In the practice of Ikebana, the art of Japanese flower arrangement, selecting a vessel is an important step in design and informs the meaning of the composition. In Ikebana there are also designated vessels for seasonal compositions with corresponding lighter and darker color palettes as well as design elements that help shape the artist’s choice of flowers and plants.
You’ve seen the ‘otherworldly’ furniture designs of Chris Schanck in this space before, and I’m sure you’ll agree that they never fails to turn heads. Whether you’re already a fan or on the cusp of becoming one, get ready to be dazzled by many more of Schank’s maverick designs in the coming months as we showcase selections from Off World, the artist’s current and long-running exhibit at the Museum of Arts and Design in Manhattan. Among the numerous stand-out pieces in Off World is this wildly successful experiment with a bold Pomegranate red color, as seen on the above console, which is part of the designer’s Grotto series. Continue reading Eye On Design: Pomegranate Grotto Console By Chris Schanck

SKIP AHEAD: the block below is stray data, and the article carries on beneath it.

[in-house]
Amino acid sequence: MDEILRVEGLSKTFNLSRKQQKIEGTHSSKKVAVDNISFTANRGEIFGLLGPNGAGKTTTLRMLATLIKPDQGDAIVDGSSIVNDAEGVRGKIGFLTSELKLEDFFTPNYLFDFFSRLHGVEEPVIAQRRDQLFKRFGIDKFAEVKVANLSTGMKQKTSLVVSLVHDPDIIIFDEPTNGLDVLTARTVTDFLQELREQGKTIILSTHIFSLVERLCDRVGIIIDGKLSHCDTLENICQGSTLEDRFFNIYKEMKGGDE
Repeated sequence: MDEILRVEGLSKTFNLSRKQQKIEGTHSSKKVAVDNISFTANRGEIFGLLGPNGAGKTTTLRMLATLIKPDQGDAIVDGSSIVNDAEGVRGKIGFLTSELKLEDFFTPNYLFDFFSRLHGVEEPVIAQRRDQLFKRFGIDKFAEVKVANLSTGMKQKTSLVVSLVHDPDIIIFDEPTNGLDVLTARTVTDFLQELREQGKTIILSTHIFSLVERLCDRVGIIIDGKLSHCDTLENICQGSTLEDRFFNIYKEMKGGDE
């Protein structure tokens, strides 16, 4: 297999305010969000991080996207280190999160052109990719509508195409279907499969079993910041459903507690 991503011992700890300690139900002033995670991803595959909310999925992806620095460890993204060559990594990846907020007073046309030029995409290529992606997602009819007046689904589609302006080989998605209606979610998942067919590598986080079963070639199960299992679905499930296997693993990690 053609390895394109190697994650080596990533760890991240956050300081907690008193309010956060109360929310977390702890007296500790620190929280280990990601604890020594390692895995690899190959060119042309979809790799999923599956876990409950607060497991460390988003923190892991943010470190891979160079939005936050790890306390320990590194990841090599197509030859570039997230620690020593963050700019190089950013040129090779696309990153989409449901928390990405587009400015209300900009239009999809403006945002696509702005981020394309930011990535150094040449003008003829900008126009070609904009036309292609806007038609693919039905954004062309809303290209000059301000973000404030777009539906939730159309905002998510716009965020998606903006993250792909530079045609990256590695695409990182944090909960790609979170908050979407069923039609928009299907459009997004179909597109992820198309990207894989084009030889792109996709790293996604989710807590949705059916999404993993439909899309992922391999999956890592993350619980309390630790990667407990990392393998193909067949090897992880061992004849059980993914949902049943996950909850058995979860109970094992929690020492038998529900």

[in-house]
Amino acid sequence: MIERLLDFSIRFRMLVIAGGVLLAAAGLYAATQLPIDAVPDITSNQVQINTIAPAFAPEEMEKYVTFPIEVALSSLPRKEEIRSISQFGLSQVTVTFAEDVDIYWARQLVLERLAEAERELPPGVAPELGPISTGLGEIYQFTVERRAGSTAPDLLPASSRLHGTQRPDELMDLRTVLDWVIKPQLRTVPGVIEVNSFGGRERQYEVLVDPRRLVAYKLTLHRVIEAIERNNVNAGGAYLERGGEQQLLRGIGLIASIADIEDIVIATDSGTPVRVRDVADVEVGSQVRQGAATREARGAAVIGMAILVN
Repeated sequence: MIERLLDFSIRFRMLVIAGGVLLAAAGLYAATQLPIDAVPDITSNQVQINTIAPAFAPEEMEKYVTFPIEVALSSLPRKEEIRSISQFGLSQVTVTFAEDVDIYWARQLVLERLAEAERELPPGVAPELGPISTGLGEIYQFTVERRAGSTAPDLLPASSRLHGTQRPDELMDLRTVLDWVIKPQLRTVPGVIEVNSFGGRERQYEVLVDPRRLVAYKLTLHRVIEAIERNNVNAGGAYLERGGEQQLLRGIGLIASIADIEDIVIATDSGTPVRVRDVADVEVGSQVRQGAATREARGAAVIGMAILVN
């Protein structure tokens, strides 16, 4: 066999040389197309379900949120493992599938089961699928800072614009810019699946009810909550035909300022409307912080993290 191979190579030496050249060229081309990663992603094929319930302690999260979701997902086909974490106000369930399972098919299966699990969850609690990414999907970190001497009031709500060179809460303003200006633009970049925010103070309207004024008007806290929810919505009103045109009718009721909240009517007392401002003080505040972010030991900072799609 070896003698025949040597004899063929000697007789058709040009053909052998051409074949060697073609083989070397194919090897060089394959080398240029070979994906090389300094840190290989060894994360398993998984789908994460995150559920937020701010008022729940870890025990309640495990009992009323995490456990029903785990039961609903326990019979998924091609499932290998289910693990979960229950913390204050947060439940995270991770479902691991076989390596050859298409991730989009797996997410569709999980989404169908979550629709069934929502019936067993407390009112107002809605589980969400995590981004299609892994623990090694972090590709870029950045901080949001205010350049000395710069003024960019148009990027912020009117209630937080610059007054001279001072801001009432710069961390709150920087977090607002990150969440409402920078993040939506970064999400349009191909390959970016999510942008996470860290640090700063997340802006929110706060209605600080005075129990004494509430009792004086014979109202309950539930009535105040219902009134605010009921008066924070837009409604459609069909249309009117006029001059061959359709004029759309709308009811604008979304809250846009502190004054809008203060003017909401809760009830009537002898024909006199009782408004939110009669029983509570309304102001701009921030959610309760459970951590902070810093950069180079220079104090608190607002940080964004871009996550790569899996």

Combining traditional references with a contemporary aesthetic, this Merino Wool Felt Long Coat (2017) pays homage to the matrilineal social structure of the Tlingit tribe, and specifically to the artist’s mother and great- grandmother. Artist Tanis S’eitlin found inspiration in the Chilkat robe, a type of Tlingit regalia, that her mother made toward the end of her life.
Continue reading Eye On Design: Merino Wool Felt Long Coat By Tanis S’eitlin
In Beth Lipman’s Margin For Error (2014) an infant Crib and an adult Cradle are oriented to evoke the universal journey from birth to death. The crib tilts downward, sinking slowly into the floor, propelling its inhabitant toward childhood, adolescence, adulthood, and old age, at which point the cradle awaits occupation.
Patti Warashina’s Kilns series subversively undermined the macho “cult of the kiln:” a phrase used to coin the sexist culture that surrounded kiln-building during the mid-twentieth century. As a ceramics student at the University of Washington, Warashina observed that kiln-building lessons were directed towards men, while surface decoration was the jurisdiction of women. Continue reading Modern Art Monday Presents: Patti Warashina, Gold Finger